How is heart failure diagnosed?
Before diagnosing heart failure, your doctor will examine you, listen to your heart, and arrange some or all of the following tests.
Natriuretic peptide: (often referred to as BNP or NT-proBNP). This is a blood test which measures the level of a protein called natriuretic peptide. This protein can indicate the level of difficulty that your heart is experiencing. It helps your doctor decide if your symptoms are caused by heart failure or something else.
Other blood tests: Examples of blood tests include a full blood count to look for anaemia or low blood iron levels, and a renal profile to see how well your kidneys are working. It is important for your doctor to know this when prescribing certain heart failure medicines.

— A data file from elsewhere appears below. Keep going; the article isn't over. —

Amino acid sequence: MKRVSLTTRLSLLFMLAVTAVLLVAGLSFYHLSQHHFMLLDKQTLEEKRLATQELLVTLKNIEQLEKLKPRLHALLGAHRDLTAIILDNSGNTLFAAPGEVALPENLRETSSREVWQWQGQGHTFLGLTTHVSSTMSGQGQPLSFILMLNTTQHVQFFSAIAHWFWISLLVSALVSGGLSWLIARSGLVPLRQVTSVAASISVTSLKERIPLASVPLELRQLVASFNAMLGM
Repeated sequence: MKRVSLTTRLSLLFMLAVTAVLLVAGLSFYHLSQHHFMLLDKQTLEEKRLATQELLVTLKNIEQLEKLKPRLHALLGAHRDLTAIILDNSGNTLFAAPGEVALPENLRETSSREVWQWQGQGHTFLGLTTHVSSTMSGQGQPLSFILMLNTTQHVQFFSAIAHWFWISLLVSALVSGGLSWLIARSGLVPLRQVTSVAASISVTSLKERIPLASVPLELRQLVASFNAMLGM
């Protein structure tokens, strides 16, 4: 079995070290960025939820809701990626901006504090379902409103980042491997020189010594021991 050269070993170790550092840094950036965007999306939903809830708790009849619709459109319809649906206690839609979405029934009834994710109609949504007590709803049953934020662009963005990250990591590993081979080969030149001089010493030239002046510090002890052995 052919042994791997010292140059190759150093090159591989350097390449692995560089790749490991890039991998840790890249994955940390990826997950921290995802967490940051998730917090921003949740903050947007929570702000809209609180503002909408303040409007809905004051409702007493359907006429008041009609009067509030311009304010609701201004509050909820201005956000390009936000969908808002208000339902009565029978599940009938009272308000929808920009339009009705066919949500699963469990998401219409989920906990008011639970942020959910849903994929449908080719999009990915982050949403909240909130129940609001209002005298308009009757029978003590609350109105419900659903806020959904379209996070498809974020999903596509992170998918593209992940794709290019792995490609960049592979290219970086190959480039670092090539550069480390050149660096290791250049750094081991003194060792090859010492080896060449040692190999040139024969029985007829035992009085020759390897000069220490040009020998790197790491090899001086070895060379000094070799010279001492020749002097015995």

ECG (Electrocardiogram): An ECG is a test in which small electrodes (stickers) are placed on your chest, ankles and wrists and attached to an ECG machine. This machine records the electrical activity within your heart. It can show if you have an abnormal heart rhythm or damage to the heart muscle.
Echocardiogram (echo or heart ultrasound): In this test a small probe is rubbed over your chest and takes pictures by ultrasound of your heart. The test shows how well your heart is working and whether or not you have heart failure.
Coronary angiogram: This test checks the blood supply to the heart. A problem with blood supply is a common cause of heart failure.
Cardiac MRI: A cardiac MRI is another way to assess the structure and function of your heart. It is not routinely done but your doctor may recommend that you have it. An MRI involves entering a hollow tube (like a tunnel) for about 30 minutes. If you get panicky in tight spaces, tell your doctor or nurse as you may find this test difficult to do.
Once the doctor has examined you and completed the tests, they will be able to tell you if you have heart failure or not. Many of these tests are also done in patients who are known to have heart failure as a way of checking the progress of their condition over time.